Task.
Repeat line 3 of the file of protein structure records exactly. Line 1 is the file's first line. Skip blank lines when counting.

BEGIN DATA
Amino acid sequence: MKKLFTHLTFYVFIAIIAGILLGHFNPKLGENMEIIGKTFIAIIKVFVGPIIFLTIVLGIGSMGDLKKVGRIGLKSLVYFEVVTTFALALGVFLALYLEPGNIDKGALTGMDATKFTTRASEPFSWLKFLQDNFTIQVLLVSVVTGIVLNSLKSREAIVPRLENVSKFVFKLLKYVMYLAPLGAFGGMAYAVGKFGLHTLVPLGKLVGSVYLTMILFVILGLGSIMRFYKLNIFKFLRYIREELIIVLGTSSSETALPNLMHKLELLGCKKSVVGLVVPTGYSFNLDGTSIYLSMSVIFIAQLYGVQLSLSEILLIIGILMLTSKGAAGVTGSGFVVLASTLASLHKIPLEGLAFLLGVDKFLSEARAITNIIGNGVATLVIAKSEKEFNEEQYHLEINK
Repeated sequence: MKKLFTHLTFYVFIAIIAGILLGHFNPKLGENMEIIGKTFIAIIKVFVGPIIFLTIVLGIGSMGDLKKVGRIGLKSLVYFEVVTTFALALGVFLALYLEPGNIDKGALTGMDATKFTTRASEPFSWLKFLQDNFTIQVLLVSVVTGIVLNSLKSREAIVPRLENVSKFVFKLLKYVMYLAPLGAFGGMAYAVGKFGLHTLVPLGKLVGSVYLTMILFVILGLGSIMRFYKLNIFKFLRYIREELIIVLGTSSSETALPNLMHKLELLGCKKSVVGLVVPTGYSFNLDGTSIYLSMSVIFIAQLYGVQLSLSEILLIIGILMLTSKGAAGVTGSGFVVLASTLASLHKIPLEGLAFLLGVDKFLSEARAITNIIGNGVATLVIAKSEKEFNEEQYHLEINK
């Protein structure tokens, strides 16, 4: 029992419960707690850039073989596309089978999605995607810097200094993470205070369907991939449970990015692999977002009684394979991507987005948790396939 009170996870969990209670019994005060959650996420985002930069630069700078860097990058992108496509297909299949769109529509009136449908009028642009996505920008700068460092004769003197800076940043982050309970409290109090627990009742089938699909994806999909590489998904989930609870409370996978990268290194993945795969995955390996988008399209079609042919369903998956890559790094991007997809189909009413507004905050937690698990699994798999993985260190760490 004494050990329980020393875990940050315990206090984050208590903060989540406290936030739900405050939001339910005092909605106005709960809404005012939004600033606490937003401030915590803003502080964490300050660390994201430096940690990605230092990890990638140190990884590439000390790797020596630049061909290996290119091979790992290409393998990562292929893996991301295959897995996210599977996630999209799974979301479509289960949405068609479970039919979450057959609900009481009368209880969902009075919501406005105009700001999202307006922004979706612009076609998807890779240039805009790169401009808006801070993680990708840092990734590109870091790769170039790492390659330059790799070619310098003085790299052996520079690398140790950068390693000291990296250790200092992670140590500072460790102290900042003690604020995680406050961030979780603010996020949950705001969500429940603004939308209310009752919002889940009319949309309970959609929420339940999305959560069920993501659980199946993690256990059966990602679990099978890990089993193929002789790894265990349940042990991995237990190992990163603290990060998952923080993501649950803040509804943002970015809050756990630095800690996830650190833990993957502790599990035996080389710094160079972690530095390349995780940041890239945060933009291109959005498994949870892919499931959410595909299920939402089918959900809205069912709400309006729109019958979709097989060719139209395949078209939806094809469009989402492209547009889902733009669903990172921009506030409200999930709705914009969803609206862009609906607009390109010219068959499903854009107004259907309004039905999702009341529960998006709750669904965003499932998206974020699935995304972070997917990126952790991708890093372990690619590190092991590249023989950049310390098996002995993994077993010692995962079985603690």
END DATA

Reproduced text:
């Protein structure tokens, strides 16, 4: 029992419960707690850039073989596309089978999605995607810097200094993470205070369907991939449970990015692999977002009684394979991507987005948790396939 009170996870969990209670019994005060959650996420985002930069630069700078860097990058992108496509297909299949769109529509009136449908009028642009996505920008700068460092004769003197800076940043982050309970409290109090627990009742089938699909994806999909590489998904989930609870409370996978990268290194993945795969995955390996988008399209079609042919369903998956890559790094991007997809189909009413507004905050937690698990699994798999993985260190760490 004494050990329980020393875990940050315990206090984050208590903060989540406290936030739900405050939001339910005092909605106005709960809404005012939004600033606490937003401030915590803003502080964490300050660390994201430096940690990605230092990890990638140190990884590439000390790797020596630049061909290996290119091979790992290409393998990562292929893996991301295959897995996210599977996630999209799974979301479509289960949405068609479970039919979450057959609900009481009368209880969902009075919501406005105009700001999202307006922004979706612009076609998807890779240039805009790169401009808006801070993680990708840092990734590109870091790769170039790492390659330059790799070619310098003085790299052996520079690398140790950068390693000291990296250790200092992670140590500072460790102290900042003690604020995680406050961030979780603010996020949950705001969500429940603004939308209310009752919002889940009319949309309970959609929420339940999305959560069920993501659980199946993690256990059966990602679990099978890990089993193929002789790894265990349940042990991995237990190992990163603290990060998952923080993501649950803040509804943002970015809050756990630095800690996830650190833990993957502790599990035996080389710094160079972690530095390349995780940041890239945060933009291109959005498994949870892919499931959410595909299920939402089918959900809205069912709400309006729109019958979709097989060719139209395949078209939806094809469009989402492209547009889902733009669903990172921009506030409200999930709705914009969803609206862009609906607009390109010219068959499903854009107004259907309004039905999702009341529960998006709750669904965003499932998206974020699935995304972070997917990126952790991708890093372990690619590190092991590249023989950049310390098996002995993994077993010692995962079985603690």